Polestar 1 Review: A hybrid grand tourer worthy of its $155,000 price

The Polestar 1 is stunning inside and out. But it drives even better than it looks.

This is a driver’s car. The Polestar 1 is an electric hybrid sports car, and yet it doesn’t feel like a hybrid. The power plant in the Polestar 1 is fascinating and delivers power in a way that’s different from any other electric or hybrid sports car I’ve driven. It feels like a proper gas-powered grand tourer that can keep up with the best from BMW, Mercedes and Audi.

You’ll swear there’s a V8 in the Polestar 1. And that’s a good thing. Put your foot down, and the car plows forward with the confidence of internal combustion. The power delivery is not digital with an on-or-off feeling familiar in electric vehicles, but rather, it’s organic and fluid. Hit 45, and the torque seemingly increases, mimicking the soul of a balanced gas engine. The Polestar 1 feels more like a Corvette than a Tesla Roadster. And to me, for the first time, I have hope that the future of motoring can be efficient and enjoyable.

The Polestar 1 is a fantastic vehicle full of dumb flaws, but it gets one thing right: The hybrid powertrain in the Polestar 1 is genius. It’s spectacular and foreshadows a future where cars can change their identities to match a driver’s tastes better.


The Polestar 1 is surprising in some ways. During my time with the vehicle, I found myself lost in its balanced power. It’s smooth off the line and confident at speed. The 600 hp power plant is bottomless and yet restrained where needed. This car won’t beat a Tesla Model S to 60 mph, and to me, that’s ideal. As I learned from Polestar, the engineers used clever software to restrain the 737 ft-lb of torque and allow the powertrain to deliver the power pleasingly.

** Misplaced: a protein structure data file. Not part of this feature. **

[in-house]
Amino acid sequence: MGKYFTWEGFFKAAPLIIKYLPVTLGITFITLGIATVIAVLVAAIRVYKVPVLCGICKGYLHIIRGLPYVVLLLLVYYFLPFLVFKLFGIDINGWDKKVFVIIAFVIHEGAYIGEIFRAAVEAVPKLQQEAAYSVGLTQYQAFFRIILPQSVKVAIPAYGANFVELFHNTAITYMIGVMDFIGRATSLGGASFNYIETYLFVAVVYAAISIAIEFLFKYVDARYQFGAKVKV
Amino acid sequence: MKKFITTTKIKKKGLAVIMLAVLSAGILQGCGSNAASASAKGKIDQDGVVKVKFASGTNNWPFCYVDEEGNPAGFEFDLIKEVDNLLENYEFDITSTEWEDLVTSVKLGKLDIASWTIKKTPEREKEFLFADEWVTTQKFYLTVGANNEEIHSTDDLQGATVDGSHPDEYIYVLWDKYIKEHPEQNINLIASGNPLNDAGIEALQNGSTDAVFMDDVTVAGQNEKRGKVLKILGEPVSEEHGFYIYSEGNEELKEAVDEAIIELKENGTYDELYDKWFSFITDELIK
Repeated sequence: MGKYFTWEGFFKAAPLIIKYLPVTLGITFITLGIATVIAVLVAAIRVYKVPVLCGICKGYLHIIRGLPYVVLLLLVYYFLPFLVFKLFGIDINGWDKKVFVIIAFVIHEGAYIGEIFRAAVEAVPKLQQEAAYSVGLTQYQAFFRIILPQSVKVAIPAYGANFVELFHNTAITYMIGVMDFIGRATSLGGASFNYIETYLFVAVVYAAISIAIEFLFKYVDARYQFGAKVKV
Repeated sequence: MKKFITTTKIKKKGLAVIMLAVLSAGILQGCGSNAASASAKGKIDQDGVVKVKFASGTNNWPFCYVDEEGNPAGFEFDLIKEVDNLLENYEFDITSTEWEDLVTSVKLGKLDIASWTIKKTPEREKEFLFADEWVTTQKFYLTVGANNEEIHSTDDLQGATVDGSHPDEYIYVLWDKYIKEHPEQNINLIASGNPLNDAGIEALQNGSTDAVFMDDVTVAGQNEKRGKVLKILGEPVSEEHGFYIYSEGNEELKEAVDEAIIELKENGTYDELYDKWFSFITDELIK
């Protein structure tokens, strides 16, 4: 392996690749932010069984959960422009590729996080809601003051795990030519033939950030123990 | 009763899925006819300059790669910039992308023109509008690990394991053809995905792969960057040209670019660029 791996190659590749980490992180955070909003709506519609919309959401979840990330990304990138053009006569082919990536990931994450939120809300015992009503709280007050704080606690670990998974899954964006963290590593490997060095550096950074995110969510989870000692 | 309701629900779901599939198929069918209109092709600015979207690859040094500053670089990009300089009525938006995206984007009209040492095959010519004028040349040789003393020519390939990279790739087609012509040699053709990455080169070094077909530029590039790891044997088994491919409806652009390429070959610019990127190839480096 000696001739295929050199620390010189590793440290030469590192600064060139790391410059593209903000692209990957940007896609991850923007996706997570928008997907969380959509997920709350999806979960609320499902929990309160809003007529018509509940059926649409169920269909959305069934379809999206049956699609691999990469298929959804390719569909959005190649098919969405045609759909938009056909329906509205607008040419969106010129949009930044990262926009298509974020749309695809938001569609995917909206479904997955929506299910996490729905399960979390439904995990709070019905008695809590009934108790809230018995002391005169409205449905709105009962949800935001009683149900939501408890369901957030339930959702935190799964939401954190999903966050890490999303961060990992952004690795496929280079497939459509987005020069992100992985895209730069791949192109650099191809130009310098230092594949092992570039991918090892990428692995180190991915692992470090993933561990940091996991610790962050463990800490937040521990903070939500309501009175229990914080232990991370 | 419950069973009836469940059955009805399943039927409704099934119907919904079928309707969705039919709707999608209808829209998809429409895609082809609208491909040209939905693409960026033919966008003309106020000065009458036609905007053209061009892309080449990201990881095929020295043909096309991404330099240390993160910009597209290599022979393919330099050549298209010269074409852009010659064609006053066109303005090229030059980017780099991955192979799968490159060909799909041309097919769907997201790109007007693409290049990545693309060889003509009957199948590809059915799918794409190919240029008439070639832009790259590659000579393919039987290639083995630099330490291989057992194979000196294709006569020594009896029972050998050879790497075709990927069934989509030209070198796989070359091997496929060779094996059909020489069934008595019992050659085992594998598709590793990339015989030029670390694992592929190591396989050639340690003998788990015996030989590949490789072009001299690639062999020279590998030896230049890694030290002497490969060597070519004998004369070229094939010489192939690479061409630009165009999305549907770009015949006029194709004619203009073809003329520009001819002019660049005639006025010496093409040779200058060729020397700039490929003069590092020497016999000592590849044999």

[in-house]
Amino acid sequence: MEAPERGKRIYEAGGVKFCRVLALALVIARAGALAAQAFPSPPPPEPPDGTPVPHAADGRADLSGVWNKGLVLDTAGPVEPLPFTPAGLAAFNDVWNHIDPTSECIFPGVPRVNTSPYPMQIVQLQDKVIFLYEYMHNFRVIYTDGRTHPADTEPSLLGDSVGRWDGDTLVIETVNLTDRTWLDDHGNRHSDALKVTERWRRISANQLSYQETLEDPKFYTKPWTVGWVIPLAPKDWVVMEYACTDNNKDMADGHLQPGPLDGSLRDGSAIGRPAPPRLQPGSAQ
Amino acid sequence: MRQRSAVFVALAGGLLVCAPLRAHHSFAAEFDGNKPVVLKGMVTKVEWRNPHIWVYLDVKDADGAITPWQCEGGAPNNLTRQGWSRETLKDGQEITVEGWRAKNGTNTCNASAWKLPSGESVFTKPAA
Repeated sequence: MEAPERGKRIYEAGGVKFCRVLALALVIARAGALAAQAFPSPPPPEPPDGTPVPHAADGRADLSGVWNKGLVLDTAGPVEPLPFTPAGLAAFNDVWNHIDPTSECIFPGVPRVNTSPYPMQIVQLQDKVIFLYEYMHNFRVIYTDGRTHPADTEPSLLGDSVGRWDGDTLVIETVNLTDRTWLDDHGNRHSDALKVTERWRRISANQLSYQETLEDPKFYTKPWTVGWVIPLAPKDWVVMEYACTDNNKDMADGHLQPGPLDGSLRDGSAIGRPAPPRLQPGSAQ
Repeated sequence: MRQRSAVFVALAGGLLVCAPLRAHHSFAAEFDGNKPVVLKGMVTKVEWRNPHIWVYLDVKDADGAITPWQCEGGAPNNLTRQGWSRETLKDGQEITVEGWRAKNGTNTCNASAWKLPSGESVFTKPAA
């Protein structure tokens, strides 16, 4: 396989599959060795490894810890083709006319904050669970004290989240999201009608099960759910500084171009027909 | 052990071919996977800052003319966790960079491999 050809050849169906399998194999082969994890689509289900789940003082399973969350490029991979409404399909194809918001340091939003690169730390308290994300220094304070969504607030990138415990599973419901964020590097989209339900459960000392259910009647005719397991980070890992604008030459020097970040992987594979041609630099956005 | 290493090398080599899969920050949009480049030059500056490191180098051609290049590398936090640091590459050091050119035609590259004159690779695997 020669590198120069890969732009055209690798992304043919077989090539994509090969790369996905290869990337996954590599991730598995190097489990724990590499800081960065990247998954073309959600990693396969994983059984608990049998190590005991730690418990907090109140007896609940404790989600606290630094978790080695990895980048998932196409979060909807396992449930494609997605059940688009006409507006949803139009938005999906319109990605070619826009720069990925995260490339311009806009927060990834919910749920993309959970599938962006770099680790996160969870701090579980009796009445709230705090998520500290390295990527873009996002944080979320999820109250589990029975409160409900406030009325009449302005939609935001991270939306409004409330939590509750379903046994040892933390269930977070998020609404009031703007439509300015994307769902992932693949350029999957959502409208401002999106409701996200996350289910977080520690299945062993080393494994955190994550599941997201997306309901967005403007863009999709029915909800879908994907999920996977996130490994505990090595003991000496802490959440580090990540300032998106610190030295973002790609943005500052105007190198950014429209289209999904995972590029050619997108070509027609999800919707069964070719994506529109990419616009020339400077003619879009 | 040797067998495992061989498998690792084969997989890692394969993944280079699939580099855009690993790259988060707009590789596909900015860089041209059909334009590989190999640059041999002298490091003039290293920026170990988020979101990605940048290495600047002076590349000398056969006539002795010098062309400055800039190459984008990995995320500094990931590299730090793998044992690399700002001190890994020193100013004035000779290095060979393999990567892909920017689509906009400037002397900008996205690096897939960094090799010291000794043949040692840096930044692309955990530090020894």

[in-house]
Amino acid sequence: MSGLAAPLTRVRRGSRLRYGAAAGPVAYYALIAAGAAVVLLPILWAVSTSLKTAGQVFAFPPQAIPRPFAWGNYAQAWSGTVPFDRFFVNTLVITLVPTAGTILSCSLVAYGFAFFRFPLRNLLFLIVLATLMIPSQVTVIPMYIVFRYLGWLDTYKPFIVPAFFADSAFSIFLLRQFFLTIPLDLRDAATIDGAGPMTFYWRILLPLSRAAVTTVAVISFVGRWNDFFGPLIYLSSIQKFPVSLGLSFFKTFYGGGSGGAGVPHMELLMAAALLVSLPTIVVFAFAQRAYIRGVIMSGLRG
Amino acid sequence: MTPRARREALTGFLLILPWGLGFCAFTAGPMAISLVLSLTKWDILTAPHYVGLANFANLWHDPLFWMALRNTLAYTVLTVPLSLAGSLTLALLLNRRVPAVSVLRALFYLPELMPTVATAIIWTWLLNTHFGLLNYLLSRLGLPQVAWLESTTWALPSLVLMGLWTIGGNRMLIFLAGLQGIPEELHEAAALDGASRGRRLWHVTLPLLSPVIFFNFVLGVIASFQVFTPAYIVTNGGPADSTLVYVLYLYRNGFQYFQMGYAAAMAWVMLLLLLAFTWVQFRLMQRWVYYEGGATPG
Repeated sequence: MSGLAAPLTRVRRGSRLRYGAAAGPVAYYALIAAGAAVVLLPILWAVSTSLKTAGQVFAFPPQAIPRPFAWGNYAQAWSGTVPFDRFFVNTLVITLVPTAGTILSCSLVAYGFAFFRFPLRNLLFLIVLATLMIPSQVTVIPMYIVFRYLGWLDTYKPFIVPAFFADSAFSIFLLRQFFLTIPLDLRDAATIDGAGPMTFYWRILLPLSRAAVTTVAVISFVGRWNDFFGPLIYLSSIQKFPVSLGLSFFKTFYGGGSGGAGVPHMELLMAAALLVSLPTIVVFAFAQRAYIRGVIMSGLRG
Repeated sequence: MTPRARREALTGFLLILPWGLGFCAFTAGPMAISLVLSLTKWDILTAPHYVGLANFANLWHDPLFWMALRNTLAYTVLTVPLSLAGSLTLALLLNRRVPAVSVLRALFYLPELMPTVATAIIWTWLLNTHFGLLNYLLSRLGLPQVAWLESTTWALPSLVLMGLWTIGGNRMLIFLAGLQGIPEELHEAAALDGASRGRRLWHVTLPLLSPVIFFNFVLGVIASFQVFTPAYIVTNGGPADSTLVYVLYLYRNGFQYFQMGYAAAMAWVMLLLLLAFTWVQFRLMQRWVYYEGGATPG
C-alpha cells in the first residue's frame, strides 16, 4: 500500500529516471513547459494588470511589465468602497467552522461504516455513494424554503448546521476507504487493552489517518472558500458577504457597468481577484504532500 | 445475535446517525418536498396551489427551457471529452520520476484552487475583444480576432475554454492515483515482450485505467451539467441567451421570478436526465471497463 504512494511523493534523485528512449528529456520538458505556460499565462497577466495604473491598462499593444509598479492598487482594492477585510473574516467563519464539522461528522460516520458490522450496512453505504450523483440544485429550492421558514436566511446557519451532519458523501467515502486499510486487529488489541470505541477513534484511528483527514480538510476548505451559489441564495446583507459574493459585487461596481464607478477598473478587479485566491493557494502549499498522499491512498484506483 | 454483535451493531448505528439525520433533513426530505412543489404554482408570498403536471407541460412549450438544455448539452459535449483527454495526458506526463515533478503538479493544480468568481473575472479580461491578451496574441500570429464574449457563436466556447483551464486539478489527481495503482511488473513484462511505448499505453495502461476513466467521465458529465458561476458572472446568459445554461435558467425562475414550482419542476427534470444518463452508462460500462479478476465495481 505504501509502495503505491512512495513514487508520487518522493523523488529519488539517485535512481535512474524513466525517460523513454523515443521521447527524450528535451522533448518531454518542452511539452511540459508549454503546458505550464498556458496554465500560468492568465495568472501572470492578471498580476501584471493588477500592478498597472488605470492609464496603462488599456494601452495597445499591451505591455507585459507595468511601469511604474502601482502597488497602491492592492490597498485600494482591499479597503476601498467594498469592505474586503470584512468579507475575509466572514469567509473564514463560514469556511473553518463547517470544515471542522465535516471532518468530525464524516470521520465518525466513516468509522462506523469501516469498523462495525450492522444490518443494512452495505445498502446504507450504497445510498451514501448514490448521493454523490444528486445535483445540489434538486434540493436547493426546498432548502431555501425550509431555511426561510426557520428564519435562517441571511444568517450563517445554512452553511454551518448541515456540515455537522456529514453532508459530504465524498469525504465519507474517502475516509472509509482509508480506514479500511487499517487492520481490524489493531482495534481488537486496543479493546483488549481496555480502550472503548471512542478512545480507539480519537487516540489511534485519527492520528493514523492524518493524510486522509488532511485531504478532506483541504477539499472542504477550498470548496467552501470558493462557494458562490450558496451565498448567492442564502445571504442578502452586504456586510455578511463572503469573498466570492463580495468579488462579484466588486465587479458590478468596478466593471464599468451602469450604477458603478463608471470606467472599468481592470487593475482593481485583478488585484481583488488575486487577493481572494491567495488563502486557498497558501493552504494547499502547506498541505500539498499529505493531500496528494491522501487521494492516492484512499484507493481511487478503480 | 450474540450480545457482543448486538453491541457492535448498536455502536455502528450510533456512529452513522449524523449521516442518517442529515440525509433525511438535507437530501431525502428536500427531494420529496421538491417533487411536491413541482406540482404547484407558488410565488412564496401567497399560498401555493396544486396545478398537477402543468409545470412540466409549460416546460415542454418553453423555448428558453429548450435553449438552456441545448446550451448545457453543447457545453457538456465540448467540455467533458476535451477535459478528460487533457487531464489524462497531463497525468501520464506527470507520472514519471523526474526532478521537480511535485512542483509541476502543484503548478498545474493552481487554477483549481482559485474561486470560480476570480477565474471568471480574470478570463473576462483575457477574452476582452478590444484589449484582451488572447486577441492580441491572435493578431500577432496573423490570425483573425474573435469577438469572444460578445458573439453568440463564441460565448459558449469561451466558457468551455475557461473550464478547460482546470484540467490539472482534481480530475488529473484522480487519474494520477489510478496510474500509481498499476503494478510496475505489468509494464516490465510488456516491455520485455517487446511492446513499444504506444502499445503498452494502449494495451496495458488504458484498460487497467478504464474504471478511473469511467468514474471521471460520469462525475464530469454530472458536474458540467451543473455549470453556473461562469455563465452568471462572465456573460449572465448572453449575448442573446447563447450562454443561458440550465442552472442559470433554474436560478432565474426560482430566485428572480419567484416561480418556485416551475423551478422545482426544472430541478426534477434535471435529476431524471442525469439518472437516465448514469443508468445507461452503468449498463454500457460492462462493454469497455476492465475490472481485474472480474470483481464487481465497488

But first, some context: Polestar is an off-shoot of Volvo, designed to explore the possibilities of electric vehicles. The company’s first car is the Polestar 1 featured here. The company’s second vehicle, Polestar 2, is a pure electric sedan that will compete with the Tesla Model 3. The Polestar 2 will be available in the coming months, and has an electric range of 275 miles with a starting price of $59,900. The Polestar 1 is a hybrid vehicle and starts at $155,000.

Polestar is following a similar strategy used by Tesla. Like Polestar, Tesla’s first vehicle was a limited-run sports car, the Roadster. From the Roadster, Tesla expanded its line to more accessible vehicles like the Model S, Model X and, finally, the Model 3. Essentially, Tesla (and now Polestar) built the sexy sports car for attention, and an affordable car people need will follow.

And much like the Tesla Roadster, the Polestar 1 has a bunch of quirky shortcomings. In the Polestar 1, the sun visor only tilts down — it cannot pull out and twist to the side. The Polestar 1’s door handles pop-out when the driver approaches the vehicle — sometimes, other times, they do not, and occasionally, they remained popped out from the car after I closed the door.

I experienced a random assortment of error messages from the Polestar 1. Sometimes, the car would beep to have the passenger buckle their seat belt, even though the passenger seat was empty. Other times, the check engine light flashed. And when one of the tires lost air, the vehicle flashed a warning, but I was unable to see the exact tire pressure to help gauge the urgency of the notice.

One more complaint: The trunk is tiny, and I don’t think it can hold more than one set of golf clubs.

And even with these shortcomings, the Polestar 1 is fantastic. It feels alive in a way that’s missing from most hybrid or electric cars. It’s balanced and controlled and has endless potential.